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Carolyn Cassady’s Birthday

[Carolyn Cassady]
Carolyn Elizabeth Robinson from Lansing, Michigan, Carolyn Cassady, is 88 years old today. [April 2013, she makes 90]
“The only reason anyone’s interested in me is because I was married to Neal Cassady and the lover of Jack Kerouac”, she declares, forthrightly, at the outset, in the trailer for the new documentary movie Love Always, Caroline, a movie made by two Swedish women, Maria Ramstrom and Malin Korkeasalo, on her blessed and cursed life (a blessed one, mostly!). “This is a film about a woman’s search for personal recognition”, the directors declare, “and the price of
Read More

Rimbaud via Ashbery

May 16 is the official publication date, but we couldn’t hold off posting a note about this much-anticipated book from Norton – John Ashbery’s translations of Arthur Rimbaud’s Les Illuminations.

Read Fertile Destabilization – On Translating Rimbaud’s Illuminations, Ashbery’s note in the current Poetry magazine, and also The Illuminated Text, his phone-interview with Claude Peck for the on-line Rain Taxi. Check out too the video of him reading (at the New School, a few months back) one of the translations in the book, “Promontory”.
“This is the book that made poetry modern”, writes poet J.D.McClatchy, “and John
Read More

Rimbaud via Ashbery

May 16 is the official publication date, but we couldn’t hold off posting a note about this much-anticipated book from Norton – John Ashbery’s translations of Arthur Rimbaud’s Les Illuminations.

 
Read Fertile Destabilization – On Translating Rimbaud’s Illuminations, Ashbery’s note in the current Poetry magazine, and also The Illuminated Text, his phone-interview with Claude Peck for the on-line Rain Taxi. Check out too the video of him reading (at the New School, a few months back) one of the translations in the book, “Promontory”.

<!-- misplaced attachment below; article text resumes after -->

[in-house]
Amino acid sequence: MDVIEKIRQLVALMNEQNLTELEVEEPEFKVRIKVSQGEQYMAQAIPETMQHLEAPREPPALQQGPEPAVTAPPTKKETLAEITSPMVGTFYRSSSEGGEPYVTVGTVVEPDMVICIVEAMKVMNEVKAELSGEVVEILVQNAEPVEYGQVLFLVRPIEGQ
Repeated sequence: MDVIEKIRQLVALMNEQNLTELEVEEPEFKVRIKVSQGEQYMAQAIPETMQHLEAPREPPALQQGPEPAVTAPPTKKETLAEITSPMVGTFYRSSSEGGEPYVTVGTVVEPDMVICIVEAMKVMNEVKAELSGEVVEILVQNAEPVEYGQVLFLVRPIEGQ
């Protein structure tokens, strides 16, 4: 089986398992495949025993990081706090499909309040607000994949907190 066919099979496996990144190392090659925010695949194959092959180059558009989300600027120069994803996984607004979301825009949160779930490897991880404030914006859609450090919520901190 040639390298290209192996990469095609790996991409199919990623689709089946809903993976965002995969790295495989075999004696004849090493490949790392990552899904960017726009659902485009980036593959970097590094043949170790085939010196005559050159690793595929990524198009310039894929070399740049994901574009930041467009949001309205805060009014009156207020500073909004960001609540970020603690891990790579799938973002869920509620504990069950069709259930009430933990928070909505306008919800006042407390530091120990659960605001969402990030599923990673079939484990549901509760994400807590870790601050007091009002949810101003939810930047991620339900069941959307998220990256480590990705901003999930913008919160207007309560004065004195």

“This is the book that made poetry modern”, writes poet J.D.McClatchy, “and John
Read More

Hart Crane’s Jump

                               [Hart Crane (July 21, 1899 – April 27, 1932, photograph by Walker Evans]

Today marks the anniversary of the tragic death of the great American poet, Hart Crane (soon to be portrayed in the movie, The Broken Tower, by “our very own” James Franco!). Poete maudit, legendary suicide (“goodbye everybody!”) – Janet Hamill has most of the basic details.
Here’s William Logan in Poetry magazine, around the time of the publication of the Library of America’s edition of Crane’s Complete Poems, writing in defense
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Hart Crane’s Jump

                               [Hart Crane (July 21, 1899 – April 27, 1932, photograph by Walker Evans]

Today marks the anniversary of the tragic death of the great American poet, Hart Crane (soon to be portrayed in the movie, The Broken Tower, by “our very own” James Franco!). Poete maudit, legendary suicide (“goodbye everybody!”) – Janet Hamill has most of the basic details.
Here’s William Logan in Poetry magazine, around the time of the publication of the Library of America’s edition of Crane’s Complete Poems, writing in defense
Read More